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JESUIT EDUCATION IN ASIA



The Jesuit Educational Association (legal title: Jesuit Conference of India-Educational Section) was constituted in 1961 with the aim of providing Jesuits with a forum of reflection on the educational apostolate of the Society in the context of changing conditions in South Asia. All Jesuit educational institutions in South Asia are members of the JEA. The secretariat, assisted especially by the Province/Region Coordinators of Education, seeks to animate Jesuit educational institutions to a deeper understanding of the Jesuit vision in Education especially through the implementation of the Characteristics of Jesuit Education and Ignatian Pedagogy. This entails enabling the institutions to be rooted in the local context, to network with like-minded institutions and be instruments of social change. Every year the province/region coordinators, who form together the statutory 'JEA National Committee', meet with the secretary to review this apostolate and plan for the future. The JEA Secretary is ex-officio the National Coordinator of the Federation of Jesuit Alumni Associations of South Asia.

Jesuit Education draws its inspiration from the life of Ignatius, the Constitutions of the Society and the best practices in vogue at that time. These last mentioned were put together in what is known as The Ratio Studiorum of 1599. The Ratio gives Jesuit schools a vision and a system that bound them together into a unity and infused a sense of purpose in what was being done in Jesuit schools all over the world. It earned the Jesuits the nickname, 'the great schoolmasters of Europe'. As a system it was in use for two centuries, but its influence was felt for five hundred years.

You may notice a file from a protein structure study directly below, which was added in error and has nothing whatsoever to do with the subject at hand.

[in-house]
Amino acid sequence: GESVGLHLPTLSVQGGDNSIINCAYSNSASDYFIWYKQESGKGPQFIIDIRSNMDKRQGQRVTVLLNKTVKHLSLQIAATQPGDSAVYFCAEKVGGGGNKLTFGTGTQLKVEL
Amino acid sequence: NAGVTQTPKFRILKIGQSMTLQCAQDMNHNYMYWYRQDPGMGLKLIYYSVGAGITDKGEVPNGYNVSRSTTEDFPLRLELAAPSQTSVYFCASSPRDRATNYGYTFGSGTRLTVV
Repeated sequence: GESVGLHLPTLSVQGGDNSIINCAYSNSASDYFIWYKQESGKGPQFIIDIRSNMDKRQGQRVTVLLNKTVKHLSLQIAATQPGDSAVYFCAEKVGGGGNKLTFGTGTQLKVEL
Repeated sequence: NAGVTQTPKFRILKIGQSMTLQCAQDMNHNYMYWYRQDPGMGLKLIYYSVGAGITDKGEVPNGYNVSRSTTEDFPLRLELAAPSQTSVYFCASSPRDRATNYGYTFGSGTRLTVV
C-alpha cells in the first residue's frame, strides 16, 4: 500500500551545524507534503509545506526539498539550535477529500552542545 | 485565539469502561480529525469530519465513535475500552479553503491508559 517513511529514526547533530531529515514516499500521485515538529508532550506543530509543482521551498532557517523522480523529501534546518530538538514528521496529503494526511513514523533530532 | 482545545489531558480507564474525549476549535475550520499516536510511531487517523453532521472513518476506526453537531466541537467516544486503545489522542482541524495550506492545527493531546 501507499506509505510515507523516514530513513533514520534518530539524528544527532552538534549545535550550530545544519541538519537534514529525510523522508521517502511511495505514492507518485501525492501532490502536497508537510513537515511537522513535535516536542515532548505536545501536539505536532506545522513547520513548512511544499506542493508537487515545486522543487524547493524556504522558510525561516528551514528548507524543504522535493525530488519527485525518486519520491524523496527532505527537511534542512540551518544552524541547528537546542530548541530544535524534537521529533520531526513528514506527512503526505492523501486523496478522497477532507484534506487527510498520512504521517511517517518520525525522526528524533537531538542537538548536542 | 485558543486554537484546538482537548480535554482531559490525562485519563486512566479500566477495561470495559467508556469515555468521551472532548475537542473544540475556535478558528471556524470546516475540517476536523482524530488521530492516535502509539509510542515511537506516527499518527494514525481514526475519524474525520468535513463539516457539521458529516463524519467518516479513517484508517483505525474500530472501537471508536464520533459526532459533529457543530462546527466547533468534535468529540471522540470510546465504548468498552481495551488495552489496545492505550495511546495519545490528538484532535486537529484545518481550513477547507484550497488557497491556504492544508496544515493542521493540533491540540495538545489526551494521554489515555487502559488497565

Due to increased governmental involvement in education, it has become impossible to have one common system for Jesuit schools all over the world. However, a strong need was felt all over the Society to have a common vision in spite of local differences in the way education may be imparted. Accordingly in 1986 December, Fr. General, Peter Hans Kolvenhach, promulgated The Characteristics of Jesuit Education. It was meant to do for our times what the Ratio did in the 16th and 17th centuries, namely, give a vision and mission to Jesuit Education. There are 8 major characteristics that define Jesuit education: PERSON-ORIENTED, INTEGRAL, VALUE-BASED, PURSUING EXCELLENCE, ADAPTING FOR RELEVANCE, TOWARDS A JUST SOCIETY, PARTICIPATIVE, FAITH-INSPIRED. But vision and mission alone are not enough. The teacher wanted the wherewithal to make the Characteristics come alive in the classroom and in the daily life of the school. Accordingly, in 1993, the International Commission for the Apostolate of Jesuit Education prepared what is called The Ignatian Pedagogy Process (I.P.P.). It is meant to introduce into the classroom and school life an Ignatian Way of Teaching and Administering. The I.P.P. draws its inspiration from the dynamics of the Spiritual Exercises and has 5 important elements: CONTEXT, EXPERIENCE, REFLECTION, ACTION AND EVALUATION. These are now applied to the ministry of teaching and learning.

By Fr. Sunny Jacob, S.J (JAM)
JEA Secretary (Since 15th october 2014)
Jesuit Residence,


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